- The use of "certificates of coverage" to show proof that employees attempting to waive a preexisting condition clause in a new plan had prior coverage. When an individual joins a new employer’s plan, he or she may reduce or eliminate that plan’s preexisting condition clause by proving he or she had prior coverage. The individual’s previous employer will be required to provide the former employee with a Certificate of Coverage.
Should HR track coverage of employees’ dependents?
Yes. HR benefits managers will need to track coverage of its employees and dependents—and issue the certificates in a timely fashion. "I think that’s still a major thing for employers to worry about," says John Piro, a legal consultant with Hewitt Associates LLC in Roywayton, Connecticut. Otherwise, employees may not be able to reduce or eliminate preexisting conditions.
Negligence in such matters can cause legal nightmares. HR benefits managers should amend the plan documents and summary plan descriptions to include the changes that affect your employees’ health insurance coverage.
What kinds of penalties can employers face?
Hefty legal penalties for HIPAA noncompliance can be as much as $100 per day per participant. Because of the complex nature of HIPAA, employers risk handling the programs sloppily or putting themselves at risk of government-imposed sanctions.
"There are penalties that apply under the tax law," says Mike Langan, an expert on HIPAA at Valhalla, New York-based Towers Perrin.
The requirements that Langan speaks of also are enforceable under ERISA. For example, the IRS is able to levy tax penalties against employers who fail to provide the certificates of coverage that are required when an employee leaves the organization. However, employers can present facts that would mitigate these penalties, such as the failure of a third-party (the insurer or HMO) to perform these tasks on behalf of the employer.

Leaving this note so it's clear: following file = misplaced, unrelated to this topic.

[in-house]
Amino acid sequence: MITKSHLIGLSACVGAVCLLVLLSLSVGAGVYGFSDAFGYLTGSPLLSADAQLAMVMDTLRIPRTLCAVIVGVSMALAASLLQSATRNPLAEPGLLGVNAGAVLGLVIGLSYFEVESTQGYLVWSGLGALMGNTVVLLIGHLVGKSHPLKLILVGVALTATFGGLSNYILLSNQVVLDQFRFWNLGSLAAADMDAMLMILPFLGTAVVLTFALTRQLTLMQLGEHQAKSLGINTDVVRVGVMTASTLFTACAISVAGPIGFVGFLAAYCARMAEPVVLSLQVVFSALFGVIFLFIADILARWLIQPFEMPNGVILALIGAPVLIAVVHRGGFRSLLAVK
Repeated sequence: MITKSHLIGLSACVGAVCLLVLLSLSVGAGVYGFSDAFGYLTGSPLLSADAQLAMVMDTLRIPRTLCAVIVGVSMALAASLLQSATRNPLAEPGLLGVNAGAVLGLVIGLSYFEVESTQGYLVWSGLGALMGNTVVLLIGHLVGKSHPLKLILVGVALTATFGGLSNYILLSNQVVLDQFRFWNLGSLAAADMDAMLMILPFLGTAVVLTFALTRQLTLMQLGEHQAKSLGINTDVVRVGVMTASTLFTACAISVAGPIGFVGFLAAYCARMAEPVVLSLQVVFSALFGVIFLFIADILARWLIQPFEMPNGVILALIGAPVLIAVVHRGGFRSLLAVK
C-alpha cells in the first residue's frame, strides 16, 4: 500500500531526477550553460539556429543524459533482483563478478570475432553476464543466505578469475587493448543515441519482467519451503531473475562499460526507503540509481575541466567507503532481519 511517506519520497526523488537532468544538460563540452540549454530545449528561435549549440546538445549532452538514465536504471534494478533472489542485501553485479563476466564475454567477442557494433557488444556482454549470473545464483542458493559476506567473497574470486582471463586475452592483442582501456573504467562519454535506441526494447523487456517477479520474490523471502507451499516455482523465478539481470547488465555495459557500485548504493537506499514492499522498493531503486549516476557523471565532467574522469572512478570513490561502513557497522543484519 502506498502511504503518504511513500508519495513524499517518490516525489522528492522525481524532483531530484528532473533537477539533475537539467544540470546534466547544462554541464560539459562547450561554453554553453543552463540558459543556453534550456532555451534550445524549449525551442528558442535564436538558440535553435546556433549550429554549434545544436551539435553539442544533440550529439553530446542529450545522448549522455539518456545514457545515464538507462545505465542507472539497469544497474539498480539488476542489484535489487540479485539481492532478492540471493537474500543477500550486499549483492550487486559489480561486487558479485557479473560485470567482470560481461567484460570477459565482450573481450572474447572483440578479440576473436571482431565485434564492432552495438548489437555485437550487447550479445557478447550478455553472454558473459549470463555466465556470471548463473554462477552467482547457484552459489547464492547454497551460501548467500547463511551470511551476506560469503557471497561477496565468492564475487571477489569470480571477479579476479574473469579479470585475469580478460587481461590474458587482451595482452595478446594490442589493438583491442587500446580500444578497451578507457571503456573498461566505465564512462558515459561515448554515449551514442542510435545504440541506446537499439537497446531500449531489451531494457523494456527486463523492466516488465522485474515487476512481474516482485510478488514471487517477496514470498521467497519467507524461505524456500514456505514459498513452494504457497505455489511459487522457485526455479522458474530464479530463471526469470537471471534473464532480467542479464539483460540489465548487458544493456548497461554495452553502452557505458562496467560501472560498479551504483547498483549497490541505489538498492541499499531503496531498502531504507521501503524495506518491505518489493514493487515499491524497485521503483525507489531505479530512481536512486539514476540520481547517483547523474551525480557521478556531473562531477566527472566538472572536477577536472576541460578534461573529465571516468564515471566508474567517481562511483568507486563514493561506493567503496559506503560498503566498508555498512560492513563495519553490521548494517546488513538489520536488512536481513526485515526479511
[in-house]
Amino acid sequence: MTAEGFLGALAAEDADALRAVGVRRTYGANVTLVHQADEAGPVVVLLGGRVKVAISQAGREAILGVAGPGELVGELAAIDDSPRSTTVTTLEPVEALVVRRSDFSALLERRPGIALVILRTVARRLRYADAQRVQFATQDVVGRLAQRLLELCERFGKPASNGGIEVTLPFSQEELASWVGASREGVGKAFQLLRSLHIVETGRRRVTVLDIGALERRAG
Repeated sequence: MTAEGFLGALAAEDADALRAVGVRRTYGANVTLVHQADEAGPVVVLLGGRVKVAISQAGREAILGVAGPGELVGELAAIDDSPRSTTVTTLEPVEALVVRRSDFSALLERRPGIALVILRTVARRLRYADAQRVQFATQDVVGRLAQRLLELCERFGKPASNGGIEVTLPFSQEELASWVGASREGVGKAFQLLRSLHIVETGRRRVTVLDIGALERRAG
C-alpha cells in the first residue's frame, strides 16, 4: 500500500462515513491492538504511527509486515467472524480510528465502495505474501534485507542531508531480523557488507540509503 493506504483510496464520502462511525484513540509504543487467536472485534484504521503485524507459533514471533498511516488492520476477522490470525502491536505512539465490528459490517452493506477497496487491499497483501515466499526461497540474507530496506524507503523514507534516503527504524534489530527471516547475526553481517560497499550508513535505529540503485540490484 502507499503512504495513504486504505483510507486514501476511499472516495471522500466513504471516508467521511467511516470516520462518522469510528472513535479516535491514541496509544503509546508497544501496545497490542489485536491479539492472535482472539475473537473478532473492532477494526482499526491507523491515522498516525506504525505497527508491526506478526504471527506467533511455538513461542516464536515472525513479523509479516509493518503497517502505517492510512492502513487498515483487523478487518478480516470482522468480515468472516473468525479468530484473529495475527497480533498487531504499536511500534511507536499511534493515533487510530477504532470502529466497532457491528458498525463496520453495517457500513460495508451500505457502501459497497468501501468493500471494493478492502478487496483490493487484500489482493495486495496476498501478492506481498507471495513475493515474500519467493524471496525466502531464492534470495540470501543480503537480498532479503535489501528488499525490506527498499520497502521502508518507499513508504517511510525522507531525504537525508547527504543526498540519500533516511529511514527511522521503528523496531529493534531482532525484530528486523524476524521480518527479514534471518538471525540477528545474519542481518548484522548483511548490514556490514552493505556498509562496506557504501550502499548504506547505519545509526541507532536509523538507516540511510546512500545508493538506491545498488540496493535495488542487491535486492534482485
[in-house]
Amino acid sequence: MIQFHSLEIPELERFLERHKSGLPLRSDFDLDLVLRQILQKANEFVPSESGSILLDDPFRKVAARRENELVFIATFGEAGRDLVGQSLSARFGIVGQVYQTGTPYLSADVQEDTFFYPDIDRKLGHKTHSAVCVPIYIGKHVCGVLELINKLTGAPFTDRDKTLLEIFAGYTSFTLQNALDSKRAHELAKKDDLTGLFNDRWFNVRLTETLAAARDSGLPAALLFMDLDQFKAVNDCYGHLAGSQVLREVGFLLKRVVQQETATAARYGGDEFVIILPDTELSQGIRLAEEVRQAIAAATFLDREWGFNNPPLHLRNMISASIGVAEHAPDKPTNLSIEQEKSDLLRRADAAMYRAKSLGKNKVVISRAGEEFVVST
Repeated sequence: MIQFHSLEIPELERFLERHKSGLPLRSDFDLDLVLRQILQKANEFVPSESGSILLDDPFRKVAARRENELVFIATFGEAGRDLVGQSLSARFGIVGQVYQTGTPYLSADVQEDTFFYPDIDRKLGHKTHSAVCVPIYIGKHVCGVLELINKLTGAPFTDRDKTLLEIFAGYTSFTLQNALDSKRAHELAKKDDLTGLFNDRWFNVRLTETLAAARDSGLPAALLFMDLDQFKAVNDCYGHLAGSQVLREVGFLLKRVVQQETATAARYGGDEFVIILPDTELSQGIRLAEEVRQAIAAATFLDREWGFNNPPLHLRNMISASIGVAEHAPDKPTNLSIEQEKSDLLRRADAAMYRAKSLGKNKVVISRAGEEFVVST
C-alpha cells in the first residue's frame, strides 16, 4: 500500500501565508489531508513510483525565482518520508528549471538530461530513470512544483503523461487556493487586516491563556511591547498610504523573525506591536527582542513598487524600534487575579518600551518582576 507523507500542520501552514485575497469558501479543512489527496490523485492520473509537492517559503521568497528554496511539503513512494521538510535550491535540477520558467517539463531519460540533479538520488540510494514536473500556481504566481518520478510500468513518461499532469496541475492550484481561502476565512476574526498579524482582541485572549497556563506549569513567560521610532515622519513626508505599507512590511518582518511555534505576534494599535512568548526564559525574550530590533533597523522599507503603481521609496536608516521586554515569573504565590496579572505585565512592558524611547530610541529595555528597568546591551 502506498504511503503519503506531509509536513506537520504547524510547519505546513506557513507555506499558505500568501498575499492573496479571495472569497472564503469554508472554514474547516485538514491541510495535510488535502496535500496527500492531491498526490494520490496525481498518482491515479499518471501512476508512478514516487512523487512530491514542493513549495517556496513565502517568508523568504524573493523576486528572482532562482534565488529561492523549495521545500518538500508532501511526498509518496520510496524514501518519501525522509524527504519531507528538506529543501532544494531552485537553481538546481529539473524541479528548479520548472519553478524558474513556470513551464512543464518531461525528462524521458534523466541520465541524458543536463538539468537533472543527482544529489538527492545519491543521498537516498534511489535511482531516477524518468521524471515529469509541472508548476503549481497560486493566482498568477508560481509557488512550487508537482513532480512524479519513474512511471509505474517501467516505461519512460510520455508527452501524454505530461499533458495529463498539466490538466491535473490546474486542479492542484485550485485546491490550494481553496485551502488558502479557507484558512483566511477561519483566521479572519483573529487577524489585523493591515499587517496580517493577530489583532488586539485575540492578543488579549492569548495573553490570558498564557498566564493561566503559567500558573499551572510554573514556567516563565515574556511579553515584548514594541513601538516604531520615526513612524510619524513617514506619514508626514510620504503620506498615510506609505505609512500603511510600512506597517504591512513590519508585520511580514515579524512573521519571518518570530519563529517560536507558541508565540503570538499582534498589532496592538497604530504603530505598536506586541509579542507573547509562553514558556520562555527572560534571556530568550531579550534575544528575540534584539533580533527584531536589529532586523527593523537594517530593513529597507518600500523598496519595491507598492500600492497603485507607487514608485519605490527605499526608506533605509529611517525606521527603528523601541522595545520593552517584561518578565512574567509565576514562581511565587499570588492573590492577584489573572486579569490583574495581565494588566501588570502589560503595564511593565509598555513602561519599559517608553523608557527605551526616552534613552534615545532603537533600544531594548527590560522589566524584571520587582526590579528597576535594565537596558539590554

Separately, the ERISA enforcement provisions would also speak to a plan participant who is suing in federal district court for an order compelling the plan sponsor to comply with HIPAA, says Langan.
What is the "National Provider Identifier" (NPI) provision?
If there’s any one provision of HIPAA that’s a center of debate, it’s the NPI—otherwise known as the "unique identifier." Today, health plans assign identification numbers to health care providers—individuals, groups or organizations that provide medical or other health services or supplies. Thus, providers who do business with multiple health plans have multiple identification numbers.
The NPI is a unique ID number for health care providers that will be used by all health plans. They would be given to health care providers who need them to submit claims or conduct other transactions specified by HIPAA.
Why is the NPI of concern?
The scary news is that under HIPAA, the Department of Health and Human Services must develop a system for collecting details on medical history, claims and payments, enrollment and disenrollment, eligibility, premium payments and referral information. HIPAA also requires health professionals to disclose details of every patient encounter, diagnosis, test result, therapy and demographic information.